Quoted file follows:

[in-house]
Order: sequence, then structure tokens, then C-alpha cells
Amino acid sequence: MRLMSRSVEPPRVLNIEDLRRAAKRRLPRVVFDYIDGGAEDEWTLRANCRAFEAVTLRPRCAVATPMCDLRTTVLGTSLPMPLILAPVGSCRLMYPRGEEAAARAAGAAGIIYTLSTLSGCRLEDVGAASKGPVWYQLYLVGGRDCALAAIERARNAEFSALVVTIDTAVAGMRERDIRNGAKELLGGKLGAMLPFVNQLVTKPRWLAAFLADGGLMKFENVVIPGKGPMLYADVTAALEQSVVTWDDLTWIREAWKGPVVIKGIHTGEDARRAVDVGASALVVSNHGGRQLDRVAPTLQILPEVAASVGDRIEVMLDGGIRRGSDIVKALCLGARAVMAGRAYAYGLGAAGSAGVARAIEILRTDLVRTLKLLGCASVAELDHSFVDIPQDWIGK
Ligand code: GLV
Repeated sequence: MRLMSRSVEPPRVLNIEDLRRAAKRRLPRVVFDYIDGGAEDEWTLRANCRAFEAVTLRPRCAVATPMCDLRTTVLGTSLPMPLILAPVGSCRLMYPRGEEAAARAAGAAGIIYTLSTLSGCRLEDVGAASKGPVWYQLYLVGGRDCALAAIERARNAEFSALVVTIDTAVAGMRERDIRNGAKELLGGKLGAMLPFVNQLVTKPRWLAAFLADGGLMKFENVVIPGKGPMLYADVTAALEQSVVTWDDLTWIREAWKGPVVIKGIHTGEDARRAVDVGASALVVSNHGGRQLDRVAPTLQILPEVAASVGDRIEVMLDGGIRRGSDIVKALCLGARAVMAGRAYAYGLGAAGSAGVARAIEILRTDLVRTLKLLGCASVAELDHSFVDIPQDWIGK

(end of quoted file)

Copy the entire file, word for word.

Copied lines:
[in-house]
Order: sequence, then structure tokens, then C-alpha cells
Amino acid sequence: MRLMSRSVEPPRVLNIEDLRRAAKRRLPRVVFDYIDGGAEDEWTLRANCRAFEAVTLRPRCAVATPMCDLRTTVLGTSLPMPLILAPVGSCRLMYPRGEEAAARAAGAAGIIYTLSTLSGCRLEDVGAASKGPVWYQLYLVGGRDCALAAIERARNAEFSALVVTIDTAVAGMRERDIRNGAKELLGGKLGAMLPFVNQLVTKPRWLAAFLADGGLMKFENVVIPGKGPMLYADVTAALEQSVVTWDDLTWIREAWKGPVVIKGIHTGEDARRAVDVGASALVVSNHGGRQLDRVAPTLQILPEVAASVGDRIEVMLDGGIRRGSDIVKALCLGARAVMAGRAYAYGLGAAGSAGVARAIEILRTDLVRTLKLLGCASVAELDHSFVDIPQDWIGK
Ligand code: GLV
Repeated sequence: MRLMSRSVEPPRVLNIEDLRRAAKRRLPRVVFDYIDGGAEDEWTLRANCRAFEAVTLRPRCAVATPMCDLRTTVLGTSLPMPLILAPVGSCRLMYPRGEEAAARAAGAAGIIYTLSTLSGCRLEDVGAASKGPVWYQLYLVGGRDCALAAIERARNAEFSALVVTIDTAVAGMRERDIRNGAKELLGGKLGAMLPFVNQLVTKPRWLAAFLADGGLMKFENVVIPGKGPMLYADVTAALEQSVVTWDDLTWIREAWKGPVVIKGIHTGEDARRAVDVGASALVVSNHGGRQLDRVAPTLQILPEVAASVGDRIEVMLDGGIRRGSDIVKALCLGARAVMAGRAYAYGLGAAGSAGVARAIEILRTDLVRTLKLLGCASVAELDHSFVDIPQDWIGK